Slovakian painter Tibor Nagy, in an interview with writer Jeff Sparks, made this interesting comment: "Over the years I have come to realize a couple of things. I think that the most important aspect is eliminating any obstacles that obstruct my path to seamless realization of a painting. The goal is to have a 'clear path' so that the original vision or intention would not get lost in the process."
Tibor Nagy is a phenomenal painter that blends abstraction and realism in a mix of undertones, brushwork, palette knife layers and scratches. He is a painter who clearly has found his artistic voice and the attention of fellow artists and collectors. But it's his comment above about eliminating obstacles that got me thinking.
How seriously do we work on eliminating obstacles in our lives? Do we even know what the obstacles are? I know I haven't always identified the obstacles in my way.
I've written articles about time management and the perils of procrastination. But Tibor Nagy's comment about eliminating obstacles that get in the way of his artistic vision and painting resonated with me. So, how do we create a clear path to success? How do we realize the ideal we're dreaming of? How do we reach new creative heights?
Begin with the end in mind
I'm borrowing from the late Stephen Covey, who used this concept in his best selling book Seven Habits For Highly Successful People. The reality is, if you don't know what your goal is, you'll fail. There will be countless obstacles and hardships if you don't define what success means to you.
Maybe you want to see your work in a reputable gallery. Become a New York Times best selling author. Or generate more sales of your quilts on Etsy. Whatever it is, take time to define what success means to you. Sculptor and writer Mark Edward Adams recently wrote about this in his thoughtful essay Define Your Success As An Artist.
Redesign your studio and your life
Once you have identified your goal, it's time to vanquish those obstacles. Sit down and list all the things that get in your way. For example, is your studio designed in a way that's conducive to working? You don't need a dream studio. Some people use small rooms, closets, or their garage. The key is to have materials laid out and ready to go.
Figure out what the obstacles are in your schedule and where you can carve out more time. The more obstacles you can identify and eliminate, the easier it will be to focus on your goal. For example, I resigned from a service club I had been in for many years. I hated feeling like I was disappointing people in the club, but I knew that I needed to create more time for my creative goals. Saying yes to your art often means saying no to other commitments. It's all about priorities.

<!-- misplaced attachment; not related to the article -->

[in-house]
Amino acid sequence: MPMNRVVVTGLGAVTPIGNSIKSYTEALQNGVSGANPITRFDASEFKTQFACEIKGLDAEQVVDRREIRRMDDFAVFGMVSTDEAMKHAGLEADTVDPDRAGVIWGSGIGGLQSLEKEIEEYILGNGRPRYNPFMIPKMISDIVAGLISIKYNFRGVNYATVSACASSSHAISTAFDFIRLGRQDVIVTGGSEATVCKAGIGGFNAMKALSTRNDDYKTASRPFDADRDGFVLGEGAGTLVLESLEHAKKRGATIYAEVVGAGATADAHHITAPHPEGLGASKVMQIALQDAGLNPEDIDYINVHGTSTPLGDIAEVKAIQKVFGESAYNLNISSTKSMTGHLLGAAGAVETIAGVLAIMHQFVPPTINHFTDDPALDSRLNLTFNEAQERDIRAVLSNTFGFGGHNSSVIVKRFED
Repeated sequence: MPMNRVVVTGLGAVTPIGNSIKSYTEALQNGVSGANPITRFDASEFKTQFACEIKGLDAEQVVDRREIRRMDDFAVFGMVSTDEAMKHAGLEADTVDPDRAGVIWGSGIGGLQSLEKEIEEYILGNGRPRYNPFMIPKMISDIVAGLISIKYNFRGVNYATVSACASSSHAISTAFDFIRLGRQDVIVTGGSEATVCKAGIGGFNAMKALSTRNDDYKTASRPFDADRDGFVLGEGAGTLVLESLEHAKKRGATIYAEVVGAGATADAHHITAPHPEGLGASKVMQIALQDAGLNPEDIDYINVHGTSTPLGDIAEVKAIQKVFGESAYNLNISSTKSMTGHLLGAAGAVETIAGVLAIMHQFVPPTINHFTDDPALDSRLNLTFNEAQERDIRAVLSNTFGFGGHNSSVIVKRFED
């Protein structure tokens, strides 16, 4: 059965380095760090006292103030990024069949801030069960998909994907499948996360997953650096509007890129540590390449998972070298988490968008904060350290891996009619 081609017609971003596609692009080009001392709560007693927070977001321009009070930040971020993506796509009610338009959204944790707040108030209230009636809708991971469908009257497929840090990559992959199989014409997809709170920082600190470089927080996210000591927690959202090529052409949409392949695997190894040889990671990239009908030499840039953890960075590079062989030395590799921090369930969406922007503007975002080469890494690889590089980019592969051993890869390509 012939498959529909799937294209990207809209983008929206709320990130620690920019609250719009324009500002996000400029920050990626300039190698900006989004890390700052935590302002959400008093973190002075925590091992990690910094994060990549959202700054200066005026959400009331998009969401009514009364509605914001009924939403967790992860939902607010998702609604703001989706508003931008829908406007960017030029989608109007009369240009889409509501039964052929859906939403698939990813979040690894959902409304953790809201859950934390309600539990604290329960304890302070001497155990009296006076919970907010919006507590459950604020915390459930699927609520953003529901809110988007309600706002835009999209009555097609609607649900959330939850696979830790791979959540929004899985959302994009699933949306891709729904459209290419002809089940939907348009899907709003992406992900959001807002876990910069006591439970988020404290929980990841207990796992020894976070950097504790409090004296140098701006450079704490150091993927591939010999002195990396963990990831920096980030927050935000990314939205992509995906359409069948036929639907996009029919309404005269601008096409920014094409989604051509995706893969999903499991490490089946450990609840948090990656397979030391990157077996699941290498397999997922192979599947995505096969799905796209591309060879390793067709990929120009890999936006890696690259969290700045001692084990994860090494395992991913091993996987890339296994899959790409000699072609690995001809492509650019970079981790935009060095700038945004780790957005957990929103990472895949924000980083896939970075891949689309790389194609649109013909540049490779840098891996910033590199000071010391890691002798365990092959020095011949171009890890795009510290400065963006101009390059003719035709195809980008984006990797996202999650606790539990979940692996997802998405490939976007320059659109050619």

Commit to a process, not a goal
It's important to have a goal, but by itself that won't lead to much. For example, lots of people have a goal to lose weight. Unfortunately, without a process, they're unlikely to succeed. Blogger James Clear is one of the best at explaining the importance of committing to a process, not a goal.
For example, ever notice all those early morning joggers? I'm sure they'd rather be in bed, but they've adopted a process. A routine. Your process might include rising early and spending an hour in the studio. Before all the interruptions of the day.
Consider using cues, too. Maybe you leave an old paint brush in the medicine cabinet to "cue" you each morning to hit the studio. Adopting a process that you do over and over, until it's a well oiled routine, will move you closer to your goal.
Enlist support to succeed
Talk to your family members about your goal(s) and enlist their support. Schedule so family time is met, but you also have time to do your art. Fellow artists and online compatriots can be helpful supporters too, so long as you don't spend more time visiting and less time creating. Some artists join painting groups and workshops, and become energized by the shared creativity and passion. Other artists work better in solitude. The key is to know yourself and figure out what's the most effective approach for you.
I had a martial arts teacher who used to say "the biggest battles you'll ever face are between your own two ears." It's easy to allow negative or self defeating thoughts to percolate. Excuses are never hard to find. Focus can easily be lost. Negativity, frustration and self doubt are no strangers to the artistic journey. When they come along and you stumble, learn to forgive yourself. Take a break, regroup and then dive back in.
I know a lot more can be added to the list, but you get the point. Tibor Nagy is at the top of his game because he's found a way to defeat obstacles and clear a path for his artistic vision to flourish. The good news is, so can you. Start by redesigning your life, committing to a process, enlisting support and forgiving yourself. Next thing you know, someone will want to interview you about your success!